The normal color of stool is brown, a color obtained when the stool mixes with bile and bacteria in stomach. The appearance of stool may say something about your health. It is normal to have change in color of stool but at times, it may be an indication of a serious condition. Having back specks in tool could be due to melaena— a situation where blood from the upper gastrointestinal track is oxidized. There may be other causes such as presence of some coloring agent from food you may have taken or even supplements.
Gastric ulcer or gastritis and other condition of GI may also create this problem. When the black specks in stool are appearing due to unknown factor or they persist for long, you may want to seek help of a doctor.
Any blood that passes through stomach is likely to be colored black due to oxidation of hemoglobin iron caused by stomach acid. Stomach acid in duodenum may cause any bleeding above or in duodenum to create stool that is black tarry and having foul smell.
Black specks in stool that are accompanied by other symptoms such as stomach cramps and pain may need one to see a doctor. When the stool has black specks accompanied by black and tarry foul smell, it should also be treated as a medical concern and a doctor should evaluate the patient.
Possible causes of black specks in stool
Black stool occurring due to bleeding in the upper GI may be due to many factors. When there is inflammation of stomach or duodenal inflammation, it results in a condition known as gastritis. This may cause bleeding within the upper part of GI and when the blood passes through the stomach, the hemoglobin iron is oxidized resulting in the change in stool color.
Other possible causes of black stool are ulcers or erosion of stomach lining due to alcohol, strong spices, smoking, and infection with bacteria like H. pylori. People with duodenal or stomach cancer may also notice this problem. Celiac disease may be another indication of the change in stool color.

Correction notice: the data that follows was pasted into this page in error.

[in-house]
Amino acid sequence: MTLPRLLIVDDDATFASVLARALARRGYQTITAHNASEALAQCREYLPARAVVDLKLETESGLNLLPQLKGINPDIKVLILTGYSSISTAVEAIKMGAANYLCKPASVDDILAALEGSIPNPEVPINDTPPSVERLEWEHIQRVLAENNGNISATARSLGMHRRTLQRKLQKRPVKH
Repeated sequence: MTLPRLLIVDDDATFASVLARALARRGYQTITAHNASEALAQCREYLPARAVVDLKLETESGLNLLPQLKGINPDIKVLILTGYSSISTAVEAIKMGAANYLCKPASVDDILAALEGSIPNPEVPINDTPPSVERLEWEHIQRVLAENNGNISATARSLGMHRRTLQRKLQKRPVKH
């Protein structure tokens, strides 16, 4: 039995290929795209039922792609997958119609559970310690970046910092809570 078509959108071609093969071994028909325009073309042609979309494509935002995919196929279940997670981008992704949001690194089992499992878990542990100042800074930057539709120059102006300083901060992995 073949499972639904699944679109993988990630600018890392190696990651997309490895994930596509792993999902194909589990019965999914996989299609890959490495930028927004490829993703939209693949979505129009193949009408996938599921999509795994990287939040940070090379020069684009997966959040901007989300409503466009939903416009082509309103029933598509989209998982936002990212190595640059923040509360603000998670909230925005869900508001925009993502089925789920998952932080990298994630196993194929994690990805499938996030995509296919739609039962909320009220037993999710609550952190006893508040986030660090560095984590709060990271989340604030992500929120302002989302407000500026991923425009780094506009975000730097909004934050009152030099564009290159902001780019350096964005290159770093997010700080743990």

Medications taken by mouth such as iron supplements, pepto bismol, aspirin, naproxen, and ibuprofen may also cause stomach bleeding thereby resulting in the black specks in stool. The black pepper sized specks found in stool could be due to clumps of bacteria. This may occur if a person has overgrowth of bacteria in small intestine.
Various bacteria exist in small intestine and they form the normal intestinal flora. These bacteria may not pose problems when they are kept in the right balance. However, an imbalance may occur when there is overgrowth of these bacteria and they can cause symptoms like diarrhea accompanied by black pepper-sized specks within stool.
The bacteria may break down the acids in stomach such as bile, which are necessary for helping in fat absorption thereby reducing the absorption of fat as well as the fat-soluble vitamins like vitamin A, D, or E. When the presence of bacteria overgrowth persists, the small intestinal wall may be damaged thereby causing problems like bleeding and malabsorption.
Food items like banana, beetroot, and iron supplements may also change the color stool to appear black. When you see these black specks in stool, consider if you have taken something with coloring agent for example certain food. Once you avoid the food, the stool may return to its normal color. However, when it persists even after stopping taking the food, you should consult with a doctor.
Any change you observe in color of stool may be indicating something about the health of GI or body, but it could also be normal and temporary. For example, when you have taken food that contains coloring agents or has more iron in it, it may cause temporary change in stool color where it appears black. However, this should go away within a short time when you stop taking the food.
Nonetheless, whenever the black specks in stool persist for long and there are other accompanying symptom such as foul smell of stool, tarry stool, or stomach pain, consider seeking immediate medical attention. It may be an indication of a serious condition that is causing bleeding to occur in the upper section of the gastrointestinal tract.
Treatment may be based on the underlying condition. Investigation of stool may be needed to try to determine the cause of bleeding. An endoscopy could be done to detect what is causing bleeding in stomach. When the active site of bleeding is found, it may be managed so that further complications are prevented.
A doctor will ask questions to rule out the possibility of having taken some foods, supplements, or medicines that may cause the black specks in stool. Getting medical attention will ensure that the cause of the change in stool color is identified and the right treatment option applied.
Filed in: Digestive-related